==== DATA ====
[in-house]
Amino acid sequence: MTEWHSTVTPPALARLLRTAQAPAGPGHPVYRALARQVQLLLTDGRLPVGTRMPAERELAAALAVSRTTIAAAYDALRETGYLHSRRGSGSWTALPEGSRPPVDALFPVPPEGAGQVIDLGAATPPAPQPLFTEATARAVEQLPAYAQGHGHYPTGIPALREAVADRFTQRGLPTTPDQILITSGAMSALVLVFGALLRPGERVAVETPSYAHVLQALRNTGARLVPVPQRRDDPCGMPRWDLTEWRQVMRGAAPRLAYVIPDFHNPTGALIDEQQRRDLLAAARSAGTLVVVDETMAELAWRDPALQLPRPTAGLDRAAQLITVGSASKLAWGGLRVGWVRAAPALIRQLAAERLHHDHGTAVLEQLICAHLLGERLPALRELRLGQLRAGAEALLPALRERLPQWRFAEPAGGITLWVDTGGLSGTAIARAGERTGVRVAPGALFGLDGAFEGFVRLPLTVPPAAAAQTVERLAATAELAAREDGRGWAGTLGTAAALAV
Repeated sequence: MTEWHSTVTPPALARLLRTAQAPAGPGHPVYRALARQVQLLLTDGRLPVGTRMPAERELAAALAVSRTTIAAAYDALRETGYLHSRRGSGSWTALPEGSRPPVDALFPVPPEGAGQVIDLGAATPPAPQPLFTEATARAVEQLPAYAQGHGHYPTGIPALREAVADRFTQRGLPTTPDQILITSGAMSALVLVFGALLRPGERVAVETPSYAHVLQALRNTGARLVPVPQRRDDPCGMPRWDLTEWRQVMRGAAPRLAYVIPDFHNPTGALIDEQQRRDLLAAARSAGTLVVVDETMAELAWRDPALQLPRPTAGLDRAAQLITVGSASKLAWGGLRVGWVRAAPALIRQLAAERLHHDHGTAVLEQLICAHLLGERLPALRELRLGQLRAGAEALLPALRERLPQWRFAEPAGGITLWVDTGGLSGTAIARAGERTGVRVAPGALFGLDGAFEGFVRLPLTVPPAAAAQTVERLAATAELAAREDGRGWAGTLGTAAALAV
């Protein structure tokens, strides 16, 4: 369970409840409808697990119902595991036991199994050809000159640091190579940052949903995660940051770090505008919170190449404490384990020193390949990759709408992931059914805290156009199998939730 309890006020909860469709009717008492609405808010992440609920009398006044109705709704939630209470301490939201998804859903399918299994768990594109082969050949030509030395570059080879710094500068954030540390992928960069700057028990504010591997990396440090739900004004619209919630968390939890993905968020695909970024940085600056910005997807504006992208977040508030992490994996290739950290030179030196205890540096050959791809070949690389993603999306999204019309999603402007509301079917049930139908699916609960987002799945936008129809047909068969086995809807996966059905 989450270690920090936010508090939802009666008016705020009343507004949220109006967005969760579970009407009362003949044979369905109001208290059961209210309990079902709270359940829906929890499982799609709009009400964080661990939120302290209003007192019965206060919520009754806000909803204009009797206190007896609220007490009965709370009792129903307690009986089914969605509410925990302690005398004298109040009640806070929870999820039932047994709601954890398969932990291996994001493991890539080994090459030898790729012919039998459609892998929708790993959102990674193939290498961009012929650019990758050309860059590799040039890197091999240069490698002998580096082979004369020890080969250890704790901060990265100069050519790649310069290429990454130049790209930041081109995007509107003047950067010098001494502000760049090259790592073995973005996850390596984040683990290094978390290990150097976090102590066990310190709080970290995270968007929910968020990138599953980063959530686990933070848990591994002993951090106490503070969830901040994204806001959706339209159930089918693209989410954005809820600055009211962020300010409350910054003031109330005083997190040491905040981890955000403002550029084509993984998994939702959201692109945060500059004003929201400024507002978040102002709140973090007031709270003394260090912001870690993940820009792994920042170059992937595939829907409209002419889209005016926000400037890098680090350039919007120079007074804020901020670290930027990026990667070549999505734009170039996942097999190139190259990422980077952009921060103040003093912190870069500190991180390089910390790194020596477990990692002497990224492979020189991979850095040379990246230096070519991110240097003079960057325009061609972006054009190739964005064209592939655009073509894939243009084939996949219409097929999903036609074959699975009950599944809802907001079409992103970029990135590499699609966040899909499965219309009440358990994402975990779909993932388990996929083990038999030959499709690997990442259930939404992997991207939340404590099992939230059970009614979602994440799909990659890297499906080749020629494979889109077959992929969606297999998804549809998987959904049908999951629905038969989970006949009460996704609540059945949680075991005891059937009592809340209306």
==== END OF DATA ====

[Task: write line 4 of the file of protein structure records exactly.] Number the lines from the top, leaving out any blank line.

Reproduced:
């Protein structure tokens, strides 16, 4: 369970409840409808697990119902595991036991199994050809000159640091190579940052949903995660940051770090505008919170190449404490384990020193390949990759709408992931059914805290156009199998939730 309890006020909860469709009717008492609405808010992440609920009398006044109705709704939630209470301490939201998804859903399918299994768990594109082969050949030509030395570059080879710094500068954030540390992928960069700057028990504010591997990396440090739900004004619209919630968390939890993905968020695909970024940085600056910005997807504006992208977040508030992490994996290739950290030179030196205890540096050959791809070949690389993603999306999204019309999603402007509301079917049930139908699916609960987002799945936008129809047909068969086995809807996966059905 989450270690920090936010508090939802009666008016705020009343507004949220109006967005969760579970009407009362003949044979369905109001208290059961209210309990079902709270359940829906929890499982799609709009009400964080661990939120302290209003007192019965206060919520009754806000909803204009009797206190007896609220007490009965709370009792129903307690009986089914969605509410925990302690005398004298109040009640806070929870999820039932047994709601954890398969932990291996994001493991890539080994090459030898790729012919039998459609892998929708790993959102990674193939290498961009012929650019990758050309860059590799040039890197091999240069490698002998580096082979004369020890080969250890704790901060990265100069050519790649310069290429990454130049790209930041081109995007509107003047950067010098001494502000760049090259790592073995973005996850390596984040683990290094978390290990150097976090102590066990310190709080970290995270968007929910968020990138599953980063959530686990933070848990591994002993951090106490503070969830901040994204806001959706339209159930089918693209989410954005809820600055009211962020300010409350910054003031109330005083997190040491905040981890955000403002550029084509993984998994939702959201692109945060500059004003929201400024507002978040102002709140973090007031709270003394260090912001870690993940820009792994920042170059992937595939829907409209002419889209005016926000400037890098680090350039919007120079007074804020901020670290930027990026990667070549999505734009170039996942097999190139190259990422980077952009921060103040003093912190870069500190991180390089910390790194020596477990990692002497990224492979020189991979850095040379990246230096070519991110240097003079960057325009061609972006054009190739964005064209592939655009073509894939243009084939996949219409097929999903036609074959699975009950599944809802907001079409992103970029990135590499699609966040899909499965219309009440358990994402975990779909993932388990996929083990038999030959499709690997990442259930939404992997991207939340404590099992939230059970009614979602994440799909990659890297499906080749020629494979889109077959992929969606297999998804549809998987959904049908999951629905038969989970006949009460996704609540059945949680075991005891059937009592809340209306």